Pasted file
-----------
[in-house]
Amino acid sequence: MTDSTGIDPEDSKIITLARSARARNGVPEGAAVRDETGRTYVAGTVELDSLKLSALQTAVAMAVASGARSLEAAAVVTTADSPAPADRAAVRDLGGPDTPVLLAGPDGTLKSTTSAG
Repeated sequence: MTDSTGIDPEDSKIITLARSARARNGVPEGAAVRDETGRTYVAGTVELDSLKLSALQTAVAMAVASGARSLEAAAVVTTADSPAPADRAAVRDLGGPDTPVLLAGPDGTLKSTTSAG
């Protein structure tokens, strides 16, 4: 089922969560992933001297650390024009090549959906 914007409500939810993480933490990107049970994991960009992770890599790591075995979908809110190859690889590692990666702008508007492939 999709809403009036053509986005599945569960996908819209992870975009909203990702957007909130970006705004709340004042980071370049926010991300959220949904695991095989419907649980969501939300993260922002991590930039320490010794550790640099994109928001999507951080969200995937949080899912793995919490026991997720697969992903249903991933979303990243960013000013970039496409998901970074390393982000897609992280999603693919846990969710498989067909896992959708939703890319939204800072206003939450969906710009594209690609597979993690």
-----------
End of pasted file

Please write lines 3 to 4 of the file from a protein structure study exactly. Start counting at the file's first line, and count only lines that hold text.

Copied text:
Repeated sequence: MTDSTGIDPEDSKIITLARSARARNGVPEGAAVRDETGRTYVAGTVELDSLKLSALQTAVAMAVASGARSLEAAAVVTTADSPAPADRAAVRDLGGPDTPVLLAGPDGTLKSTTSAG
């Protein structure tokens, strides 16, 4: 089922969560992933001297650390024009090549959906 914007409500939810993480933490990107049970994991960009992770890599790591075995979908809110190859690889590692990666702008508007492939 999709809403009036053509986005599945569960996908819209992870975009909203990702957007909130970006705004709340004042980071370049926010991300959220949904695991095989419907649980969501939300993260922002991590930039320490010794550790640099994109928001999507951080969200995937949080899912793995919490026991997720697969992903249903991933979303990243960013000013970039496409998901970074390393982000897609992280999603693919846990969710498989067909896992959708939703890319939204800072206003939450969906710009594209690609597979993690």